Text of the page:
Obviously everything came out just fine. They make a huge visual impact, which is really cool. Imagine bringing these to your kid's school bake sale. You'd be the coolest mom (or dad) ever.
Tuesday, October 13, 2009
Round #2 of my 29-ounce can of pumpkin!
As soon as it starts getting cooler, or the calendar turns October, I want pumpkin flavored everything. And it's especially chilly in our new neighborhood.
Pumpkin for breakfast? OK!
I used this recipe from Country Living. Between Lovestoeat and Country Living, this can't possibly be bad. The ingredient list seems pretty hefty though, doesn't it? I only had half the cream cheese needed, but it didn't seem to be an issue.
These were the best pumpkin muffins I have ever had. No kidding. Even my husband declared them cafe-worthy. Although, I couldn't tell you the last time I had a muffin at a cafe. Do you know how many calories are in those? And no, I don't want to know how many calories are in these.
At this point, I've made both cookies and muffins from one can of pumpkin puree. And there is still some left over!
So I even made myself a pumpkin spice latte. Well, not really a latte, as I don't have an espresso machine. But the coffee seemed to work too. Who knew steaming milk on the stove was so easy?
And there is still some pumpkin left over...
Tuesday, October 6, 2009
In an effort to finally use up the last of my powdered almonds, I thought, why not cake? Those two bags lasted quite a long time. And to be truly honest, I have about a half a cup left. Arg.
Honestly, these came about because of a friend's birthday, and I do love a good birthday!
I also had a hefty amount of almond buttercream left over from making macaroons. Almonds are obviously growing on me.
It took me a while, but I dug up my cake-from-scratch recipe. Did you know that in my new kitchen, I have a whole drawer dedicated to cookbooks and miscellaneous internet recipes? It's like a magical drawer of ideas. Anyway, if cake mixes weren't so cheap and convenient, I'd always make cakes from scratch. I'd say it was easy, but look what happened when I declared macaroons easy to make.
Rather than two cups flour, I substituted one cup for the almonds. I was a little afraid the cake would be too dense and not rise. No worries, though. They came out the perfect combination of soft, fluffy, and moist, but not overly nutty tasting.
I busted out one of my mom's fancy decorating tips and beefed up the frosting I had (it was a little runny for my taste). No, I don't know why it's shiny in the picture.
Just for the record: did you know I don't use a digital SLR? I use my three or four year old Casio Exilim point & shoot. There's actually nothing very special about it. It's ooooold. But it still works like a dream. The fun added benefit of blogging means I get to practice taking pictures, too!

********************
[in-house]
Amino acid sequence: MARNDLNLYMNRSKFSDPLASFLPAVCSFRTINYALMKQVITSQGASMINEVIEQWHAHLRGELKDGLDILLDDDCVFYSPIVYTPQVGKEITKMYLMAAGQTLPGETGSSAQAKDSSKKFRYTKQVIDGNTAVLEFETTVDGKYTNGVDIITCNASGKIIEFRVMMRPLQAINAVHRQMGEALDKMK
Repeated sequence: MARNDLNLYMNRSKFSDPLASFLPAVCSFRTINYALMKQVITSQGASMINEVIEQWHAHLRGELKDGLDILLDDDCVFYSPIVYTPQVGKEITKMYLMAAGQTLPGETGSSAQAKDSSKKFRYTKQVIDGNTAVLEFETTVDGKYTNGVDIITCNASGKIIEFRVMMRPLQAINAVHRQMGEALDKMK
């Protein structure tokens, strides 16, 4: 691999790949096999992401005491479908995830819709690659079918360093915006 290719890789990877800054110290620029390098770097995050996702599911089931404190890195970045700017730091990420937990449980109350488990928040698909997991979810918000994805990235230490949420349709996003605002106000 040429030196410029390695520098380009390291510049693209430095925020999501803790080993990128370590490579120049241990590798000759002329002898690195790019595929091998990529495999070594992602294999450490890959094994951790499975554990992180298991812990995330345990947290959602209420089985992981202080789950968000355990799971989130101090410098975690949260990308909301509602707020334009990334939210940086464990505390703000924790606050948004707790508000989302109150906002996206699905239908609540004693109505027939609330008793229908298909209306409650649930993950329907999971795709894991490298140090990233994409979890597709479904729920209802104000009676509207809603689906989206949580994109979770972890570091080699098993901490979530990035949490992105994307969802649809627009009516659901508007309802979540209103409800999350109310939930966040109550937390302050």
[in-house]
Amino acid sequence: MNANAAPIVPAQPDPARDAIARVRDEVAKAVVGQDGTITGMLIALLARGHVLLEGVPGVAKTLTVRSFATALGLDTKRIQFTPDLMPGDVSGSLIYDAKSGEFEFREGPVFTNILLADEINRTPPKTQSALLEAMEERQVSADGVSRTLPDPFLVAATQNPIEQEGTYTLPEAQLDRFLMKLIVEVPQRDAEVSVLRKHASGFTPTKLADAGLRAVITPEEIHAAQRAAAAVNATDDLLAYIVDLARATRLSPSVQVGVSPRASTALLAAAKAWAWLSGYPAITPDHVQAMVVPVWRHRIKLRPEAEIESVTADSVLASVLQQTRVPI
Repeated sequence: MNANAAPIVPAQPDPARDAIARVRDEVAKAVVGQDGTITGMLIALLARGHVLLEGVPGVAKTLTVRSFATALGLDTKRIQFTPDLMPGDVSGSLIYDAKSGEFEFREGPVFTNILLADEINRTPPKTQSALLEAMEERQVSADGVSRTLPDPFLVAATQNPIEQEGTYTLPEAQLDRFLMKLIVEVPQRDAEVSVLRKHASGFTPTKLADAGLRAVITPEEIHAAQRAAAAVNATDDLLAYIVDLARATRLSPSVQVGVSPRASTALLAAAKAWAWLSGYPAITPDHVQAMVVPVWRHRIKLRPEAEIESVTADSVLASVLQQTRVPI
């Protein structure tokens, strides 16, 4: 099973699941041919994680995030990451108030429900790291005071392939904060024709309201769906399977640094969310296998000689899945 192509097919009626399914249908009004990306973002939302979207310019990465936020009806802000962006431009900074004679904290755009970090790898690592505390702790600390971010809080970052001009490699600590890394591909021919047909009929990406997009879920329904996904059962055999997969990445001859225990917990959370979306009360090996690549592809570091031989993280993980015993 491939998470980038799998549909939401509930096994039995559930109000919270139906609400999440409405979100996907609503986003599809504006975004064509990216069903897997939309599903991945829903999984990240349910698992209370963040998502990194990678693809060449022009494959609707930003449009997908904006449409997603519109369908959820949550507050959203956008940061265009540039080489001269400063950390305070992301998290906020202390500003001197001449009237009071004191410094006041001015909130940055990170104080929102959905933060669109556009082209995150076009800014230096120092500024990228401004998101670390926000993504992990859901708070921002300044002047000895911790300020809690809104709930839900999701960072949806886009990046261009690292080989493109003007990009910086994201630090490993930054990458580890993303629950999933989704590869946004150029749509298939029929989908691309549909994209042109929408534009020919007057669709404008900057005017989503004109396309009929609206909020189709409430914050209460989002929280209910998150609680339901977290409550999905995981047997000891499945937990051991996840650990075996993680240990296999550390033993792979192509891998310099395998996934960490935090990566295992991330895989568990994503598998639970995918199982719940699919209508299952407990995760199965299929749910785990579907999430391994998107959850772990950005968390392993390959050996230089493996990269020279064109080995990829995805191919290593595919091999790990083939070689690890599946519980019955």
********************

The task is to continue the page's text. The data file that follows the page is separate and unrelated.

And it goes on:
Friday, October 2, 2009
Did you know there is a shortage of canned pumpkin this year? It's true. You should start seeing it again in grocery stores this week, but for the month of September I was panicking that there would be no tasty pumpkin treats this year.
Especially because one of my very dear friend's birthday is in the month of October. And we tend to bond this time of year over pumpkin chocolate chip cookies/bread/muffins.
I ended up scoring two 29-ounce (!!) cans of pumpkin from a local Ralph's. Squee-ing the whole way, much to the chagrin of my dear husband. Who knows what he got in to when he married me.
If you look up a recipe for pumpkin chocolate chip cookies, you'll mostly get the same one over and over again. So I'll link you to this one, since I'm pretty sure it's the one I used. I didn't have any nuts.
What you see underneath them is parchment paper. I always thought that parchment paper wasn't anything special - just another roll to keep in the drawer. And I'd been getting by with wax paper or aluminum foil this whole time. But parchment paper is the way to go, my friends. No greasing, and the cookies slide off like little skiers. Magical.
Oh yes, and the cookies made a nice little birthday package. Happy birthday!
Posted by Emma at 9:35 PM
Thursday, October 1, 2009
Remember that chicken I put in the slow cooker? It wasn't a particularly large chicken, but between the three of us, we sure couldn't finish it. The Kitchn serendipitously featured an easy chicken pot pie around the same time, so the leftovers were destined for a pie in the weebl and bob sense.
I don't really have any interest in buying frozen puff pastry sheets. In fact, every time I see a croissant, I wish I knew how to make one from scratch. But at the moment, all I had was my trusty Betty Crocker for pie crust. You can get the idea here. A pie such as this requires something that can stand up to a heavy, wet filling without leaking. But this particular recipe was not meant to be rolled and laid on top. Oh well.
I mixed the chicken meat with defrosted vegetables and a can of cream of chicken soup. This ended up requiring more pastry to cover the sides and top. In to the oven it went, and out it came.
That's my sad attempt to plug up all of the holes in the top of the pastry.
It was a pretty deep pie, meaning cutting and serving it was rather unappetizing.
Even in all of that goo, the pastry part held up really well. It was a little like chicken & dumplings. Despite being fairly unappetizing-looking, it was very tasty and easy to make to get rid of leftover chicken!
Wednesday, September 30, 2009
Sometimes, you have a banana that's just begging to be baked. And sometimes, you just don't have anything in the idea-queue. Did you know you can freeze them, and they'll defrost perfectly fine? I didn't know people were doing this. It's brilliant.